Friday, May 6, 2011

Laguna modern

After Positano, it was off to Venice! I went there once on a school trip when I was 15 and always wanted to go back and wander through the alleys and canals. Last summer I attempted to go but my efforts were crushed by an Italian train strike (NEVER trust Italian trains).
We stayed in a gorgeous Bed & No Breakfast right smack in the middle of Venice, but just off the annoying touristy traffic. It was in a 15th century house so we had a view on a courtyard, exposed beams, classic terrazzo flooring and moldings. So much better than staying in a generic hotel on land or a dingy hostel. Of course Venice is breathtaking and all, but the ridiculous amount of tourists made me feel like I was in a giant tourist ant hill, it really takes away from the charm of it. Positano might have been the definition of touristy, but there people are elegant and sophisticated. In Venice you are surrounded by every single tourist stereotype, everywhere. And the food is not as delicious... however we did find a great bakery near our flat where we got our morning cappuccinos and cheap sandwiches for lunch.
Going to Venice I had two things that I REALLY wanted to see: Palazzo Grassi and the Peggy Guggenheim Collection. Upon arrival I found out that Palazzo Grassi, a foundation created by French luxury tycoon Fran├žois Pinault (LVMH) showcasing an incredible collection of contemporary art and installations, was unfortunately closed until June. However I found out that they had a sister museum called Punta della Dogana that just opened last year after an extensive renovation by starchitect Tadao Ando. Finding that out made my spidey sense tingle.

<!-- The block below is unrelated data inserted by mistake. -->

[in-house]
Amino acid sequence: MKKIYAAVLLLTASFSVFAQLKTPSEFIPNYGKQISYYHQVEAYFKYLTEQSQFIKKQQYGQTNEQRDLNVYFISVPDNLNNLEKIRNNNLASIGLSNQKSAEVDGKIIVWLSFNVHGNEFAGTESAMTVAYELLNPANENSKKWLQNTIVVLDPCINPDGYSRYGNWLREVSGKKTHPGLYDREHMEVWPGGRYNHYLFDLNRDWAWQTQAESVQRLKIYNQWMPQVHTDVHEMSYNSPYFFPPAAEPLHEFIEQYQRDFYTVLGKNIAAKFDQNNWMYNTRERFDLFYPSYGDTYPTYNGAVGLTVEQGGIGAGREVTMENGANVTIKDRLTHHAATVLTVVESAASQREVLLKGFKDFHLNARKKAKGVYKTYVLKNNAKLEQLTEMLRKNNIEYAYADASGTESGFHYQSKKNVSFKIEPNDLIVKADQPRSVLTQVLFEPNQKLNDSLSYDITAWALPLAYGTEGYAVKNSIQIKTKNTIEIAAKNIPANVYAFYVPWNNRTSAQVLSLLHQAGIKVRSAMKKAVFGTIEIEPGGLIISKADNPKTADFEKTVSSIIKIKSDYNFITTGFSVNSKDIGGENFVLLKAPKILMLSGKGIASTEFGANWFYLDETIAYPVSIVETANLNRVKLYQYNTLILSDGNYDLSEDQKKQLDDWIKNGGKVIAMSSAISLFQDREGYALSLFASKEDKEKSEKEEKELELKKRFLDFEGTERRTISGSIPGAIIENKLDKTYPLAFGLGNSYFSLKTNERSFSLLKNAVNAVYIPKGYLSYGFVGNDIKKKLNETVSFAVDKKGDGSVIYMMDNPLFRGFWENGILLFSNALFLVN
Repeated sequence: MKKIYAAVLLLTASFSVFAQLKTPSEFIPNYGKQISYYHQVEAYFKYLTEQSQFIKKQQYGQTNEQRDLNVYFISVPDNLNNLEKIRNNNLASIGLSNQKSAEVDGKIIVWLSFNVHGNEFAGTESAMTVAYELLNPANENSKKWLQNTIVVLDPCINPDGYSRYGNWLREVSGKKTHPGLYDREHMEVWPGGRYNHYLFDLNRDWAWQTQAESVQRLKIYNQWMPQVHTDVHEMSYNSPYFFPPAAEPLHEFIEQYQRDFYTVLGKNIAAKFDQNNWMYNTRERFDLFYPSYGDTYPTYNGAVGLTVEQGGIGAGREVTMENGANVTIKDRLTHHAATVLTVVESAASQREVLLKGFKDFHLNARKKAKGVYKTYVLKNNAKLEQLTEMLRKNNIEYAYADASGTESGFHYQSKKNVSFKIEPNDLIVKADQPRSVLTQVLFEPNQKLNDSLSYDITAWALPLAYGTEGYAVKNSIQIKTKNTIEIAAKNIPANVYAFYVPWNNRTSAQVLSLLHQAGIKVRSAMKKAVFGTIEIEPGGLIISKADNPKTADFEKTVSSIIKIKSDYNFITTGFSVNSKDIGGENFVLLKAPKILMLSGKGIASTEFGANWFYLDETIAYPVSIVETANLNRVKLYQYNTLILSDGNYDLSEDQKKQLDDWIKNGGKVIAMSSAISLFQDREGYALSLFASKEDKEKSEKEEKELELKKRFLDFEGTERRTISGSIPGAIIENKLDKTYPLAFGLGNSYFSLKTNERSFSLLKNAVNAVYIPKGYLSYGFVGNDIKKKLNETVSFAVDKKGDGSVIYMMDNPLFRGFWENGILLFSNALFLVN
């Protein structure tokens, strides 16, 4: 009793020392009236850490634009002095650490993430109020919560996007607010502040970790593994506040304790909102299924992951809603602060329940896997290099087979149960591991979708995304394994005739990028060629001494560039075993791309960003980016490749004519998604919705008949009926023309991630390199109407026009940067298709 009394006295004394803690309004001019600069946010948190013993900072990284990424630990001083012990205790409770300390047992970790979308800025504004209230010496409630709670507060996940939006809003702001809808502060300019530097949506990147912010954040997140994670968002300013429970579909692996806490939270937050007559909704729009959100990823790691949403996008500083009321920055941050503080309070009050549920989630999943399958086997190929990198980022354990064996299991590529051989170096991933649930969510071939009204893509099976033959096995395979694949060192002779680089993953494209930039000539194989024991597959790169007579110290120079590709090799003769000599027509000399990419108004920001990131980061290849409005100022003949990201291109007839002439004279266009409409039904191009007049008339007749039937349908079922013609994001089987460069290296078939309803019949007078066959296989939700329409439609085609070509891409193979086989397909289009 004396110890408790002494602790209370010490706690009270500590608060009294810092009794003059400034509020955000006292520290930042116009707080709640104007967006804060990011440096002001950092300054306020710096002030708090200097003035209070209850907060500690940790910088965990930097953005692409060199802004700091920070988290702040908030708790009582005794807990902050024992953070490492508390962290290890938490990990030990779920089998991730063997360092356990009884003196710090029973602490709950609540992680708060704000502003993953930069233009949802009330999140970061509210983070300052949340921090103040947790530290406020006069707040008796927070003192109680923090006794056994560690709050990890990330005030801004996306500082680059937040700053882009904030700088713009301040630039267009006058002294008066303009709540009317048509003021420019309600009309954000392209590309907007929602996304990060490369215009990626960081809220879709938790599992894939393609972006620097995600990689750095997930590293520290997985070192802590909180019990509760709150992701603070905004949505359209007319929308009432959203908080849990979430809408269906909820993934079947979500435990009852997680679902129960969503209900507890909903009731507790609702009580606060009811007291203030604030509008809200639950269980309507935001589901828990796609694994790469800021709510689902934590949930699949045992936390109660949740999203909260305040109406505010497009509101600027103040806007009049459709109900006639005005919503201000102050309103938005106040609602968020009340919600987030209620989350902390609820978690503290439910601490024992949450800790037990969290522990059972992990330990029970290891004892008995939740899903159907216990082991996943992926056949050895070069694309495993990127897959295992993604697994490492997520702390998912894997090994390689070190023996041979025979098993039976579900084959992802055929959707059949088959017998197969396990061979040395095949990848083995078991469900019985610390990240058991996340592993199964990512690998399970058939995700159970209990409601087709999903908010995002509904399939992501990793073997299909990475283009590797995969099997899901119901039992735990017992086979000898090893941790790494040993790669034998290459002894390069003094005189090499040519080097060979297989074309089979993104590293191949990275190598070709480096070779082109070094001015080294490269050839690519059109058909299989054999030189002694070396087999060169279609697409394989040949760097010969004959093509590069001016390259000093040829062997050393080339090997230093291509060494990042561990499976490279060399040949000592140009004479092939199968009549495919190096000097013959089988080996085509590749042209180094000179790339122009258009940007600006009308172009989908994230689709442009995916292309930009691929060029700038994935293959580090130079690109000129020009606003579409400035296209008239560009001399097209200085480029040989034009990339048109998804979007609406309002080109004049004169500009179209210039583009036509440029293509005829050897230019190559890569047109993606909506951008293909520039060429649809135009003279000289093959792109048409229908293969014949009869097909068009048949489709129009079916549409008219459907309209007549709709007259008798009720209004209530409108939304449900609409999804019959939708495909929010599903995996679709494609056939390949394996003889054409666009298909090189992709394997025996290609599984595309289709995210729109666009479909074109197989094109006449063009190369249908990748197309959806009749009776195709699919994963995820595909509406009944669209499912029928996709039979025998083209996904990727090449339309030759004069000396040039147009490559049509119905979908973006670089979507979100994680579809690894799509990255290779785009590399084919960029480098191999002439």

The building is incredible: it is airy, modern, ancient and timeless at the same time. Perfect for showcasing large scale contemporary art installations by the world's most influential and shocking artists.
I fell in love with Jeff Koons for the first time, I had always thought his work to be too easy and tacky, but it really has an eerie presence that captivates you. There were also installations by one of my longtime favorites Bruce Nauman (his retrospective at the MAC in Montreal a few years back is the first contemporary art exhibit I remember being moved by), Paul McCarthy (crudely thoughtful), Julie Mehretu (epic, intricate images that I could stare at for days) and Maurizio Cattelan (I was familiar with the name but not his work, his marble "gisant" sculptures were really haunting, loved it).

Julie Mehretu

Maurizio Cattelan

Jeff Koons

The Peggy Guggenheim Collection is probably one of the best modern art collections of the 20th century. It really is a must see even if it is kind of a zoo (the tourists know about this one...) because a who's who of art is assembled here and creates a deliciously eclectic mix.

The food in Venice was good, but not great. I blame the tourists, I feel that restaurateurs got lazy. But I did have a mean crab gnocchi, this being once again a fishy kind of town. My favorite food moment thought was walking thru the Rialto market everyday, the fish and produce on display was salivating! The fact that it is housed in the same building for the past 500 years helps too. 
Anyways thats it, Venice really is a place to see because it is absolutely unique and charming, but an extended stay is really not necessary, the smells and hoards of tourists are quite suffocating. However, be sure you check out the contemporary art there and not just the palazzos! 

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